• They satisfy a no-cloning theorem (yes, also classical probability theory does!), most GPTs have non-unique decompositions of mixed states into pure states, they have a notion of post-measurement states, and many of them allow for a notion of entanglement similar to QT.

But they also differ in many ways. Some examples have been given above; here are more:

• Most GPTs do not have a notion of "orthogonal projection", and there is in general no correspondence between states and measurement results (i.e. states and effects are different sets of vectors); "energy" is typically a superoperator rather than an observable, and typically there are pure states that are not connected by reversible time evolution.

Given this extremely general framework of theories, one can then go ahead and explore the logical architecture of QT (and our world): if a GPT has property A, does it also have to have property B? Which kind of GPTs fit into spacetime physics or thermodynamics as we know it? Could some GPTs even describe physics in some hitherto unknown regime?

A research project on its own is to write down a set of simple principles that "picks out" QT from the set of all GPTs. This is the program of reconstructing QT, and our group has made substantial contributions to this research program.

For more details (and many references which have been omitted above), feel free to have a look at my Les Houches lecture notes:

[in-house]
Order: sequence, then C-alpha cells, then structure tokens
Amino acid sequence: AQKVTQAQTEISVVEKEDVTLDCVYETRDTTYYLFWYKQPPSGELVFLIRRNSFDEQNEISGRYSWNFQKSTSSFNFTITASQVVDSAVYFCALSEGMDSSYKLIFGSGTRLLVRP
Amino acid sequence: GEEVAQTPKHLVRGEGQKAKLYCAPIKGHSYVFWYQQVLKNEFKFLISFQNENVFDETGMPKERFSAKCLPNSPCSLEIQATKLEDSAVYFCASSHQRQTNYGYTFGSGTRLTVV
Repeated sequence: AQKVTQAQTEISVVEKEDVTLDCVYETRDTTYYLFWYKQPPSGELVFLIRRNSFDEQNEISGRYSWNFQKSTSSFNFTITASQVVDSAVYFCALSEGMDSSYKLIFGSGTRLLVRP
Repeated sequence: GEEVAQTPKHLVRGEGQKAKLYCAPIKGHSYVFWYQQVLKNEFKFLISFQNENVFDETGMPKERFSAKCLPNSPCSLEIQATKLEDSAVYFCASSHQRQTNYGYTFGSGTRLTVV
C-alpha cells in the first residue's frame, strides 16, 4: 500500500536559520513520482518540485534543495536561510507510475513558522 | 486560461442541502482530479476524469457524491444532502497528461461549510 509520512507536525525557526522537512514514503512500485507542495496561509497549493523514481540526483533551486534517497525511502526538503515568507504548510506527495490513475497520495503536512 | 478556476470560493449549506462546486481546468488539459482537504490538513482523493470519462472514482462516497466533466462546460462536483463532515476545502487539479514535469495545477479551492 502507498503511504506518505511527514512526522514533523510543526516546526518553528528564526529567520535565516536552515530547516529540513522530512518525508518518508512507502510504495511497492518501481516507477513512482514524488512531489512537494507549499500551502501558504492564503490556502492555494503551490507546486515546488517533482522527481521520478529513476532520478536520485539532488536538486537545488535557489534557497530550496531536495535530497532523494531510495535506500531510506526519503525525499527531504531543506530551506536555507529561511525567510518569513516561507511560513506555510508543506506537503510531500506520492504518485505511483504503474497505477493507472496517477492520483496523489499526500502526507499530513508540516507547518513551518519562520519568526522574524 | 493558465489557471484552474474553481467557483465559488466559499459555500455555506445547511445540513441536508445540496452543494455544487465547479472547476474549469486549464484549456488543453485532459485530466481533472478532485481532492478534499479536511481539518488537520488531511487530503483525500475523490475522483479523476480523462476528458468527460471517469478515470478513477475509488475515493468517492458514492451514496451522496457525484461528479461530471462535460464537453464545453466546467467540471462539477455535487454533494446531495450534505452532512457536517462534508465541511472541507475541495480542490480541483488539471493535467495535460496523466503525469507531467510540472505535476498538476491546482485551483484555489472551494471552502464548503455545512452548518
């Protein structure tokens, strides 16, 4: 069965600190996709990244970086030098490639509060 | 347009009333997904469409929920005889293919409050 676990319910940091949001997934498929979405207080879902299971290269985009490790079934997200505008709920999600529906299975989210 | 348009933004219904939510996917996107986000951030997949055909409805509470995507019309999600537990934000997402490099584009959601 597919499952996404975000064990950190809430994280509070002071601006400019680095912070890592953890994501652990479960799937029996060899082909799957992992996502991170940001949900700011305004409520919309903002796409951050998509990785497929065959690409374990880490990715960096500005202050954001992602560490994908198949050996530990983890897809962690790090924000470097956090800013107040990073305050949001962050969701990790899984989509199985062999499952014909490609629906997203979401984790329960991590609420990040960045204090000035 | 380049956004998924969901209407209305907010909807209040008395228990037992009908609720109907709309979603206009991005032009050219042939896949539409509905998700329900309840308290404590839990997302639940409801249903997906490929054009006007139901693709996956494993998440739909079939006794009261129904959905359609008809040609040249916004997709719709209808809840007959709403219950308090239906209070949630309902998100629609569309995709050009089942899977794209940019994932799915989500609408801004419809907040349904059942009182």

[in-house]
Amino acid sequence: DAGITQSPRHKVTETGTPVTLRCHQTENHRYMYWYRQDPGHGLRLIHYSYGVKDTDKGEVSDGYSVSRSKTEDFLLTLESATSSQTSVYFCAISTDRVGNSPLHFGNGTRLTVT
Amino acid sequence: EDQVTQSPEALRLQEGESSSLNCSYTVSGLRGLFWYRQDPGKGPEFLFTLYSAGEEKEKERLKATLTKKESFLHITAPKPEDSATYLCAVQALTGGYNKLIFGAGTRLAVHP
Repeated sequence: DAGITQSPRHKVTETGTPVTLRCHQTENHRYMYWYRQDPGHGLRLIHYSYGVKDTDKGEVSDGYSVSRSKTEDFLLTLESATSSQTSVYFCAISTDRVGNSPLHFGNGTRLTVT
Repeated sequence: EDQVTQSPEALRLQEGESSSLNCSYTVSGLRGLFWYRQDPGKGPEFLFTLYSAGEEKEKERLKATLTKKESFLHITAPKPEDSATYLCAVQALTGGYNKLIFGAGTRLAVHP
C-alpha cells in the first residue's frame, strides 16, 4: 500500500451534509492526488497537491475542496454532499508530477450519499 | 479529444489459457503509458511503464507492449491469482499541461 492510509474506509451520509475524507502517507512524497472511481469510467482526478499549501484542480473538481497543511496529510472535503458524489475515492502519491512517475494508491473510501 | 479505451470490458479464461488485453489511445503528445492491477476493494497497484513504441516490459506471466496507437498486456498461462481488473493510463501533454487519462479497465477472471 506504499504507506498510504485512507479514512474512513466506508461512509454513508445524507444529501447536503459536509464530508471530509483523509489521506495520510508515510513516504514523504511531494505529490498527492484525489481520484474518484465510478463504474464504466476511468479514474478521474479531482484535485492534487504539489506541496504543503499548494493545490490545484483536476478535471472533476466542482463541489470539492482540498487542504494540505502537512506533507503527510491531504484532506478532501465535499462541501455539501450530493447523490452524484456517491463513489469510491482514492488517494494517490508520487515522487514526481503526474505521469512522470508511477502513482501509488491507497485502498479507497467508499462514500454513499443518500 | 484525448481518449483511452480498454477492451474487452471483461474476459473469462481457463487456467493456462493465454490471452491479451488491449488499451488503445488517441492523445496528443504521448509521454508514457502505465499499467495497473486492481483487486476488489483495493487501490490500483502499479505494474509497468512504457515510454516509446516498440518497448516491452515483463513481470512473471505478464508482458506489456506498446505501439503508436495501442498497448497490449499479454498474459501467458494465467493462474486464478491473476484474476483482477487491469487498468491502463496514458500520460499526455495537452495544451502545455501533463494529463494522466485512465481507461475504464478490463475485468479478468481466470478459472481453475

As a complementary resource, Martin Plávala has written an excellent set of lecture notes on GPTs that are available here.

Example results

As some examples, our group has published the following results on GPTs:

• Bit symmetry implies self-duality. Suppose that a GPT has the property that every pair of pure, perfectly distinguishable states can be reversibly mapped to any other ("bit symmetry") -- a property that holds for quantum theory and classical probability theory. Then it must be strongly self-dual, i.e. it must satisfy a particular form of state-observable correspondence.
M. P. Müller and C. Ududec, Structure of Reversible Computation Determines the Self-Duality of Quantum Theory, Phys. Rev. Lett. 109, 090403 (2012). DOI:10.1103/PhysRevLett.108.130401
• Decoupling and the Page curve beyond quantum theory. We have generalized the Hayden-Preskill-calculation for "black holes as mirrors" to more general GPTs. As a result, the Page Curve becomes modified at large evaporation times.
M. P. Müller, J. Oppenheim, and O. C. O. Dahlsten, The black hole information problem beyond quantum theory, J. High Energy Phys. 09, 116 (2012). DOI:10.1007/s13130-012-4801-4arXiv:1206.5030.
• Thermodynamics in general theories. We have analyzed how thermodynamics constrains the probabilistic theory that describes Nature:
M. Krumm, H. Barnum, J. Barrett, and M. P. Müller, Thermodynamics and the structure of quantum theory, New J. Phys. 19, 043025 (2017). DOI:10.1088/1367-2630/aa68efarXiv:1608.04461.
• Beyond-quantum Darwinism. Quantum Darwinism intends to explain the emergence of a classical world from quantum theory, and we have analyzed under what conditions this explanation is available in arbitrary GPTs.
R. D. Baldijão, M. Krumm, A. J. P. Garner, and M. P. Müller, Quantum Darwinism and the spreading of classical information in non-classical theories, Quantum 6, 636 (2022). DOI:10.22331/q-2022-01-31-636arXiv:2012.06559.

For more examples, please see my publications page.